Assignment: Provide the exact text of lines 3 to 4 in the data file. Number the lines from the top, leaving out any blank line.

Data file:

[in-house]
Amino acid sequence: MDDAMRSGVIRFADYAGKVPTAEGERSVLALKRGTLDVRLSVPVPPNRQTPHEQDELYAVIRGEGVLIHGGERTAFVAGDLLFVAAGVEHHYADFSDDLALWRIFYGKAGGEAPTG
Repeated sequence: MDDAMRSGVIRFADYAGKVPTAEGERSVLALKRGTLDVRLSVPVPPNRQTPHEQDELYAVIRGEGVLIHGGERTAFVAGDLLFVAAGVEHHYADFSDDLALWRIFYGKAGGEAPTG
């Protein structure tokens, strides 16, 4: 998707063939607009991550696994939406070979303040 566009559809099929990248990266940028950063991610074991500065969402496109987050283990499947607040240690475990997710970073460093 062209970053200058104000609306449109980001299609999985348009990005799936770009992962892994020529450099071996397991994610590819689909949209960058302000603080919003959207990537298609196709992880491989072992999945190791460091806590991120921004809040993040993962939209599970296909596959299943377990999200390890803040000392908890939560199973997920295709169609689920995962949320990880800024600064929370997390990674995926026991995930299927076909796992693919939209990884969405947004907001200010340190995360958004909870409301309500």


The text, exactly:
Repeated sequence: MDDAMRSGVIRFADYAGKVPTAEGERSVLALKRGTLDVRLSVPVPPNRQTPHEQDELYAVIRGEGVLIHGGERTAFVAGDLLFVAAGVEHHYADFSDDLALWRIFYGKAGGEAPTG
């Protein structure tokens, strides 16, 4: 998707063939607009991550696994939406070979303040 566009559809099929990248990266940028950063991610074991500065969402496109987050283990499947607040240690475990997710970073460093 062209970053200058104000609306449109980001299609999985348009990005799936770009992962892994020529450099071996397991994610590819689909949209960058302000603080919003959207990537298609196709992880491989072992999945190791460091806590991120921004809040993040993962939209599970296909596959299943377990999200390890803040000392908890939560199973997920295709169609689920995962949320990880800024600064929370997390990674995926026991995930299927076909796992693919939209990884969405947004907001200010340190995360958004909870409301309500």